Just Mauied

IMG_1160-0.JPGThe day Nadia and I got married was one of the best days ever … my boo, my family, my friends, the food.

For our honeymoon, we jumped in the car and headed to Palm Desert because it was what we could afford at the time. But we always wanted to take a far away vacation together, just the two of us, and this year being our five-year anniversary, Nadia picked Hawaii. She planned an adventure that I luckily reaped the benefits of.

IMG_1121-0.JPGMaui is one of the seven Hawaiian islands and is shaped like the bust of a woman. In our seven days we made our way around each curve of the island, and if there’s and one lesson I learned it’s that I will get motion sickness by land or by sea.

Worth it though, for the sights, sounds and tastes of this island paradise. We stayed in Kihei, a small, quiet beach town on the “inner bust” of the island.

IMG_1122.JPGBefore heading to Kihei … first priority was to go straight from the airport to the opposite side of the island for a meal at Star Noodle in Lahaina. It’s run by Top Chef finalist Sheldon Simeon, who cooked delicious-looking Hawaiian and Filipino dishes on the show. But enough looking. Time for tasting.

IMG_1123.JPGRamen, and Spam saimin. Noodle texture on point. Everything delicious.

IMG_1125.JPGPork belly steamed buns … Three to an order were not enough!

IMG_1126.JPGThe next night was out anniversary and the one surprise I had up my sleeve was dinner at Sheldon’s new fine dining Asian restaurant, Migrant, on our side of the island.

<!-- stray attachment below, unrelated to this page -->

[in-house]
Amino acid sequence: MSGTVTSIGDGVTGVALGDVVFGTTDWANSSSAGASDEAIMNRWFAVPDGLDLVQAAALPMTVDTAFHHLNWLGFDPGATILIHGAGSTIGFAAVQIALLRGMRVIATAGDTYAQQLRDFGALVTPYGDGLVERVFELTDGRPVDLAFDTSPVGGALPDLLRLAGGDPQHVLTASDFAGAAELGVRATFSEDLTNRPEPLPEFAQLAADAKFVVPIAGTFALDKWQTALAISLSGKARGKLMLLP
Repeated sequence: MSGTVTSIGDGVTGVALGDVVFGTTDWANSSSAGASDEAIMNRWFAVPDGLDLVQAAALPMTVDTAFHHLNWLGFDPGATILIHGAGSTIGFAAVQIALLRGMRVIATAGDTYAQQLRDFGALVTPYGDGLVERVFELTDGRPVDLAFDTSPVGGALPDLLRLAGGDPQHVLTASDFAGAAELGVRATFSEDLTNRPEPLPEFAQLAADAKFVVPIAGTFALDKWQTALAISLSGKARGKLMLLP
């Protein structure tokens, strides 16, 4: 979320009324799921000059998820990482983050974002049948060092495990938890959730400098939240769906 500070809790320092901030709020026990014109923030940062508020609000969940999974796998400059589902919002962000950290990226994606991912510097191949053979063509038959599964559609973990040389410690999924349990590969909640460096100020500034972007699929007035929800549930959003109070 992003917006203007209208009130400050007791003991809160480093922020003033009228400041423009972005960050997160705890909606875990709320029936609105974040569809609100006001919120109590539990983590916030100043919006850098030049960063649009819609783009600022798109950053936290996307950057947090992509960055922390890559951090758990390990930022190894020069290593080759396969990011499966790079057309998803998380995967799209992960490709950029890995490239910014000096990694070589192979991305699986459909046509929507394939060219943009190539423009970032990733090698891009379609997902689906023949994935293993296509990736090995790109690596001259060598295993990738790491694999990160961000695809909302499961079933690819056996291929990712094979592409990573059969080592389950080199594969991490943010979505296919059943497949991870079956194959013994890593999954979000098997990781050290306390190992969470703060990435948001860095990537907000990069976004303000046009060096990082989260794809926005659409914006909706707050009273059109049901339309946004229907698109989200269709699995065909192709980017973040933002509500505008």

It’s attached to his American-ish concept Mala, both at the Marriott in Wailea, which felt like the Beverly Hills of Maui.

IMG_1127.JPGUltimate dopeness is when a restaurant gives you free chicharron to start. This was ultimate dopeness, with a side of chili water for dipping.

We ordered through different sections of the menu from there …

IMG_1128.JPGI always order shishito peppers if they’re on the menu and these were stellar: charred and blistered with a pool of “Hidden Valley Ranch,” and crispy quinoa and furikake.

IMG_1129.JPGThe highlight for me was the hibachi hangar steak, served with raw watercress, shallot and red jalapeño in a pool of nuoc cham. BALLER.

IMG_1130.JPGNadia ordered seared ahi belly.

IMG_1131.JPGAnd we shared some seriously meaty, seafood-y pancit.

IMG_1132.JPGWe finished our anniversary dinner with a slice of Ovaltine chocolate cake. As good as it sounds, plus 10 points.

IMG_1133.JPGWe started exploring the very next day, heading around the “head” of the island. It was a solid three hour drive (with a handful of blind cliffside turns), but the route was full of great places to stop and take it all in.

Along the way we stopped at Leoda’s Pie Shop for breakfast.

IMG_1140.JPGI skipped on the pie and ordered something savory instead. Nadia loved the ahi tuna benedict on rye.

IMG_1137.JPGLater that night we headed back to Wailea, this time for a luau at the Grand Wailea.

I joked that this place looked like a Rick Ross video. Straight palatial.

IMG_1138.JPGWe wandered around the massive hotel, eventually finding the chapel with this amazing stained glass window.

IMG_1139.JPGThere are two big luaus on the Kihei side of Maui and Nadia chose the Grand Wailea’s because of the open bar. The buffet was stellar, with kalua pig, grilled chicken and beef, fried fish, and an array of Hawaiian sides dishes (poi, lomi lomi salmon, potato mac) and desserts.

IMG_1143.JPGThe next day we took a tour bus around the island on the road to Hana. In reality, the town of Hana is a blip on a journey through the world’s only driveable rainforest.

IMG_1144.JPGAlong the 600 something turns, I managed to get car sick and had to pull the tour over so I could throw up. (Huzzah!)

By the time we got to the black sand beach for lunch, I stumbled out of the van, curled up on the grass and slept it off for 30 minutes. Nadia made me eat lunch and the rest and food made me feel better.